Make Protecting Pollinators A Priority

Larva of Harmonia sp., a lady beetle.

Insects that pollinate crops play important roles in our ecology, food supply and economy. This article explains steps you can take to help protect them.

What is a pollinator?

A pollinator is any insect or other animal that helps transfer pollen. This can either be from flower part to flower part on the same plant or from flowers on one plant to flowers on another plant. Pollination is important for seed bearing plants. Without pollinators our food supply would be very different. Most of our staple crops (corn, wheat, rice, soybeans, potatoes, sugarcane, sweetpotatoes) are either wind-pollinated or are propagated vegetatively and do not require animals for pollination. For some crops, however, such as cucumber, watermelon and blueberries, yields would be much lower and production might not be profitable without supplemental pollination from honey bees.

What about bees?

Honey bees provide roughly 85% of the pollinating activity for about one-third of the U.S. food supply. Over 50 major crops either depend on bees for pollination or produce more if honey bees are plentiful in the area where they are being grown (Sanford, 2003). In 2000, bees accounted for $20 billion in that portion of U.S. agriculture which is dependent on pollination services. Since honey bees are the only insect that can be “managed” by beekeepers for pollination activities, you can think of them as winged “livestock.”

Although the imported European honey bee is typically used for pollination of commercial crops, it may be surprising to find that this bee species is not the most efficient pollinator. Native bees such as sweat bees, bumble bees and squash bees (see are much more effective at pollination. They forage earlier or later in the season and in adverse weather when honey bees are likely to stay in the hive. $3 billion of the previously mentioned $20 billion can be attributed to native bees.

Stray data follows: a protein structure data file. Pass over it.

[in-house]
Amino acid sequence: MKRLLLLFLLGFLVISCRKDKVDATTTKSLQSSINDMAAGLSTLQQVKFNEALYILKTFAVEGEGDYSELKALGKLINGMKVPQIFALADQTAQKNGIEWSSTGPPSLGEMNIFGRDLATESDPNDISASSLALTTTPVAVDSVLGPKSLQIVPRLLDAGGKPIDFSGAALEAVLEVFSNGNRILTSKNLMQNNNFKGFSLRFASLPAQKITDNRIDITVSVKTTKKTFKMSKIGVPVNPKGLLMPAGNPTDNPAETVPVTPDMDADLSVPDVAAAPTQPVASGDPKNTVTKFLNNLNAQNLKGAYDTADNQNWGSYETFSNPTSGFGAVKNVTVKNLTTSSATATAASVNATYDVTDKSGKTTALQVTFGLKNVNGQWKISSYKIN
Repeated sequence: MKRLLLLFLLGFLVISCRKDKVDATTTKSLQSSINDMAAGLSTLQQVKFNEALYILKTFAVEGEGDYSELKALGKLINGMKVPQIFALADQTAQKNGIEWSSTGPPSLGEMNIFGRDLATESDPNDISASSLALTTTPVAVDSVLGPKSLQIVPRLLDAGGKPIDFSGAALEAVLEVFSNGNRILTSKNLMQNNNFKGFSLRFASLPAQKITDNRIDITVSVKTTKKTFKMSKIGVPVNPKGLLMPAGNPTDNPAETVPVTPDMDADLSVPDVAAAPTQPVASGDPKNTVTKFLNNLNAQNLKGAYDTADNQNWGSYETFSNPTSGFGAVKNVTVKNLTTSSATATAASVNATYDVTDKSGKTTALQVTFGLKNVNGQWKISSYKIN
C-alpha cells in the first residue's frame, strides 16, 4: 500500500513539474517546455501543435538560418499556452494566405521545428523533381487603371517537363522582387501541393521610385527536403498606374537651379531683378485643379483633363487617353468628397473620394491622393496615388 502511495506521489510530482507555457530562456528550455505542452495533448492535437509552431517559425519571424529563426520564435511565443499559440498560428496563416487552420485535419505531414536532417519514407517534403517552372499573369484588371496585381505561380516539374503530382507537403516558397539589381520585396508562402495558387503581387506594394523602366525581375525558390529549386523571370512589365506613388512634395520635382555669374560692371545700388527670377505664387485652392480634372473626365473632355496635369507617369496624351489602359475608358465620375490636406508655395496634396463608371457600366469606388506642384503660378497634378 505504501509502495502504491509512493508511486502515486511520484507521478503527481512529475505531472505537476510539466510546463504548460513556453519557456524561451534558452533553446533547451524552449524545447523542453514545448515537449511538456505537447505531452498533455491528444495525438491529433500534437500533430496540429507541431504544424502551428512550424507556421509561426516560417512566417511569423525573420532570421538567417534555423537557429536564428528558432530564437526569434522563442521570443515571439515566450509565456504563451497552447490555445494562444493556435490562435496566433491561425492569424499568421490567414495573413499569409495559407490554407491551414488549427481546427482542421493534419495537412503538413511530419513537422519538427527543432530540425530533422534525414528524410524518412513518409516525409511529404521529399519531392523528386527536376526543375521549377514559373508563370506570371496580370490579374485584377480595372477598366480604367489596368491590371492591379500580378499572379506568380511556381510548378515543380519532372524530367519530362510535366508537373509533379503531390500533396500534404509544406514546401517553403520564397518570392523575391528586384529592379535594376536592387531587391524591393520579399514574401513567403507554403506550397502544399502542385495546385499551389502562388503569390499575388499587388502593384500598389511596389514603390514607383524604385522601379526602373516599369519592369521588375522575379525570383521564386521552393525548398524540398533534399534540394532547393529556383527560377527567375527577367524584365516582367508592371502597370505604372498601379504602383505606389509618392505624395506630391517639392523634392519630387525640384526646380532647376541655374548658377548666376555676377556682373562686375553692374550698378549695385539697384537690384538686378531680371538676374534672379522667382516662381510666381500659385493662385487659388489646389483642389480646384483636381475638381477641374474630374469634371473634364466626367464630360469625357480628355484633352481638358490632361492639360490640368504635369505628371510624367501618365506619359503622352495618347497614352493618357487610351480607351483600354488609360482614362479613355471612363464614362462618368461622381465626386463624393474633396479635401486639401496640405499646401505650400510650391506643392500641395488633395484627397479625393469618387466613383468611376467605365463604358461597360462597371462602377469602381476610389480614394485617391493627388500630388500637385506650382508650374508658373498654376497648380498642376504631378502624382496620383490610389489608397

The EDIS publication, Pollination of Citrus by Honey Bees (, provides an excellent discussion on pollination research. This includes the traditional approach and what Dr. Levin foresaw as a new focus in 1970. Dr. Sanford, the publication’s author also describes 3 events in the 1980s which greatly affected the bee industry.

Another EDIS publication, Beekeeping: Watermelon Pollination ( describes specific considerations, described by S.E. McGregor, which influence fruit set. Please consult these 2 publications before taking the exam.

Why Are Native Florida Pollinators An Important Part Of The Pollinator Mix?

Pollination in agriculture, landscapes and natural areas is accomplished by a group of diverse animals such as bats, hummingbirds, moths, butterflies, flies, ants, thrips and wasps as well as bees. Native pollinators are insects (or other animals) that were here before European colonization and co-evolved with those New World plants which require pollination by something other than wind. The European honey bee is not native to the New World, but was brought here by European colonists in the 1600s. Although they are often managed by beekeepers, honey bees are subject to problems ranging from parasitic mites to viral and fungal diseases. Races like the Africanized honey bee have also threatened the European honey bee and made human management of honey bees challenging.

Pollinators And Pesticides

Some pollinators readily travel sizable distances to find flowers. On the other hand, foraging European honey bees prefer to forage near the nest site or hive, but will travel 2 to 5 miles if no flowers are available in the immediate area. Keep in mind that a European honey bee has ample opportunity to come into contact with pesticides even is not exposed on your site. The EDIS Fact Sheet, Cir 534, Protecting Honey Bees from Pesticides ( provides very detailed information about how to protect bees. Please read this fact sheet and refer to it while taking the exam.

How Do Landscape And Farming Practices Endanger Pollinators?

Native pollinators forage on a variety of nectar providing plants, but unfortunately their wide flight range can also increase their chance of pesticide exposure. As mentioned earlier, pollinators can be injured or killed by pesticides applied anywhere within their foraging area.

Mary Lamberts is a UF/IFAS Miami-Dade County Extension agent in Homestead.

Adrian Hunsberger is an urban horticulture agent at the University of Florida, Miami-Dade County Extension office in Homestead. Sara DeBerry is a recent graduate of the University of Florida's Environmental Horticulture Program.

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